GIS in Geology and Earth Sciences
Earth sciences represent the most complicated branch of science in terms of informatics. There are some specific reasons for such complexity. First of all, the scale range inside which the Earth sciences are operating goes from the atomic up to planetary scale. Secondly, there is no other branch of science, which envelops so many different disciplines, combining the field object description and sampling with strong statistical analysis, mathematical modeling and computational experiment. For instance, during a routine field work, the geologist deals with mineralogy, structural geology, tectonics, geophysics, geochemistry, environmental sciences, etc. Each one of the exemplified disciplines provides a lot of information itself, not to talk about the modeling - the most powerful computer ever existed has been designed for atmospheric modeling in the frames of Japanese ‘Earth Simulator’ program. The third complication is derived from the spatial/temporal snapping and variability of data and therefore of functional models, which strongly depend on the local conditions. Ideally, any bit of information in the field of Earth sciences should be attributed with geographic coordinates; otherwise it will be just impossible to properly analyze multidisciplinary data in the frames of any specific project or to create any future panorama with acceptable probability to hit upon the reality. Fortunately, revolutionary development of geographic informational systems (GIS) at the end of last century has provided us with a powerful toolbox for spatial data management. But, still, GIS is the toolbox designed for geography, being the main Earth sciences features different from the pure geographic ones, and, thus, requesting some specific applications and skills in addition to classical GIS.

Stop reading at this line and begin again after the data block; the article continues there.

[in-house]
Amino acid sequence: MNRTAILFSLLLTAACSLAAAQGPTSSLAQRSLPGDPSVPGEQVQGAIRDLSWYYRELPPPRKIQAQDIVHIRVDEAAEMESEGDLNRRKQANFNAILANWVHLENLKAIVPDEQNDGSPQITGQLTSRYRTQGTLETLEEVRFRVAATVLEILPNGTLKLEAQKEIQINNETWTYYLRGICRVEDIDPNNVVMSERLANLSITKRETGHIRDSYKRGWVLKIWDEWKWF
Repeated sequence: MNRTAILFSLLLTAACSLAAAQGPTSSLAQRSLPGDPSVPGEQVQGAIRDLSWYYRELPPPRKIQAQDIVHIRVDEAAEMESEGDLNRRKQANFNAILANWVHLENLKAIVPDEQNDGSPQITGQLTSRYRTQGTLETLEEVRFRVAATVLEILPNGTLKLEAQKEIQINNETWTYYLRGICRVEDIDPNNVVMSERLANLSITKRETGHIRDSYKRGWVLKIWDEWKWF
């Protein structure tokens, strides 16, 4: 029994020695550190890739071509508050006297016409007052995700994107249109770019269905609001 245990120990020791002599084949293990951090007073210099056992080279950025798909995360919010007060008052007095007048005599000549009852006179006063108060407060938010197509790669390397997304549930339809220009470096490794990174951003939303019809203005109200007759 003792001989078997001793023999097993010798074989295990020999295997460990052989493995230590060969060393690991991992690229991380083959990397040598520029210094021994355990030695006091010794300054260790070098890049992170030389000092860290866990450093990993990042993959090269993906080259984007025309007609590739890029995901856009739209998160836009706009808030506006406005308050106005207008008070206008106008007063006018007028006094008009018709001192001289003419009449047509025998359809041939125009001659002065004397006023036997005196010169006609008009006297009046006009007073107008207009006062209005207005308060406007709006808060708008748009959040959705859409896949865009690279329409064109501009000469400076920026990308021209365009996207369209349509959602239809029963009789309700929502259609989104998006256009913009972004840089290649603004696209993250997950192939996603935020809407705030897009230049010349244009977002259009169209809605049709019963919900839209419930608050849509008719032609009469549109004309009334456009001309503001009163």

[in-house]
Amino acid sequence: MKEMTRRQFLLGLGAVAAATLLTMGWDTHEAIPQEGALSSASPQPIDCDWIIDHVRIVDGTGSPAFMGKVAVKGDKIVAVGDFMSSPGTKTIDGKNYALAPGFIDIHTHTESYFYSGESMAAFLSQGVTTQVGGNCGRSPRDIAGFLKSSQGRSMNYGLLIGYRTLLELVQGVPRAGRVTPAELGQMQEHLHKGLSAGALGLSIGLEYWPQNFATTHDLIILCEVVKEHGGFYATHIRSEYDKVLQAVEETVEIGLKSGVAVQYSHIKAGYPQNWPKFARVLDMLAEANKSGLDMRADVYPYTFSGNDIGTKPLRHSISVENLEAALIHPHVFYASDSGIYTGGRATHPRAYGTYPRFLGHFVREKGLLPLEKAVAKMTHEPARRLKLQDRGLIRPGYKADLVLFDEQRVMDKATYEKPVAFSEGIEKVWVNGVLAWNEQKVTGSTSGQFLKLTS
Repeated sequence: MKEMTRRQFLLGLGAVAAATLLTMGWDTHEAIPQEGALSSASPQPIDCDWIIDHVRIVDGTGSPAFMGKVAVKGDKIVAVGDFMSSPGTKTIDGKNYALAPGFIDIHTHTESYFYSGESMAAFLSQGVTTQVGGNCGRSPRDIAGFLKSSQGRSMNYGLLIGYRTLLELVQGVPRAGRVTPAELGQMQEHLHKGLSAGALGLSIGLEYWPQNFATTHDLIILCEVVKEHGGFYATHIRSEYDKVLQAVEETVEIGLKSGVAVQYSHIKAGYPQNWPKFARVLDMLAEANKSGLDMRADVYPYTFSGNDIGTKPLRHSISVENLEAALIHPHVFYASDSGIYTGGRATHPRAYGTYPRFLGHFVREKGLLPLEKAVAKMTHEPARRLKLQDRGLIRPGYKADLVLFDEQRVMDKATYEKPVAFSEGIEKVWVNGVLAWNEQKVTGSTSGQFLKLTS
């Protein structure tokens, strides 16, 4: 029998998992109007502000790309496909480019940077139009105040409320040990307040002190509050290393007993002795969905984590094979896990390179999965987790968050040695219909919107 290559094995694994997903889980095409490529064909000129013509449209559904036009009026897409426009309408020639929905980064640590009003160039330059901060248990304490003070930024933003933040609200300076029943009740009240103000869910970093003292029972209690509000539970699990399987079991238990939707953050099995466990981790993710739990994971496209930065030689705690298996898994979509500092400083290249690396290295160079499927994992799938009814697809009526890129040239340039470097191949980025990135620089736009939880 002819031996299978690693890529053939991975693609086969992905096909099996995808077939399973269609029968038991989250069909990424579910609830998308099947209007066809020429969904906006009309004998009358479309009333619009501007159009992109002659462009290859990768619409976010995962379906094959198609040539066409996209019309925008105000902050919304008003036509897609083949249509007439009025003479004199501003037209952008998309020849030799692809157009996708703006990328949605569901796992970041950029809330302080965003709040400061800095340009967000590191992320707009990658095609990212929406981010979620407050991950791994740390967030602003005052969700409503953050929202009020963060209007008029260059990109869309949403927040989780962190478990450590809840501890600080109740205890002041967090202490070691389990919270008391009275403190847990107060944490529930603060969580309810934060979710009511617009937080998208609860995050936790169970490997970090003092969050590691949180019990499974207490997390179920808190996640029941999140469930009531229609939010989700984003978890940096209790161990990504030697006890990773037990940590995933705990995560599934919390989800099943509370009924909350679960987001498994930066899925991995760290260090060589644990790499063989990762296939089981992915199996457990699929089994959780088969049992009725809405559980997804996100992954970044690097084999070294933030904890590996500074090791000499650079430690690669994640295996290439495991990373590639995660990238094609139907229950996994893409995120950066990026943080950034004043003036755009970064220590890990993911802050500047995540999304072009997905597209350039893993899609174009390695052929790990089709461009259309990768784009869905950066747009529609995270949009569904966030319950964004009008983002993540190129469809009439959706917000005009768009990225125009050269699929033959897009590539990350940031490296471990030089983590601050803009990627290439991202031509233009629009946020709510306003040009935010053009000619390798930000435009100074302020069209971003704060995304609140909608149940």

- Authors / Editors:
- Klavdia Oleschko Lutkova; Sergei Cherkasov; José Luís Palacio Prieto
- 152.00 USD; 144.02 EUR; 121.00 GBP
- Print ISSN: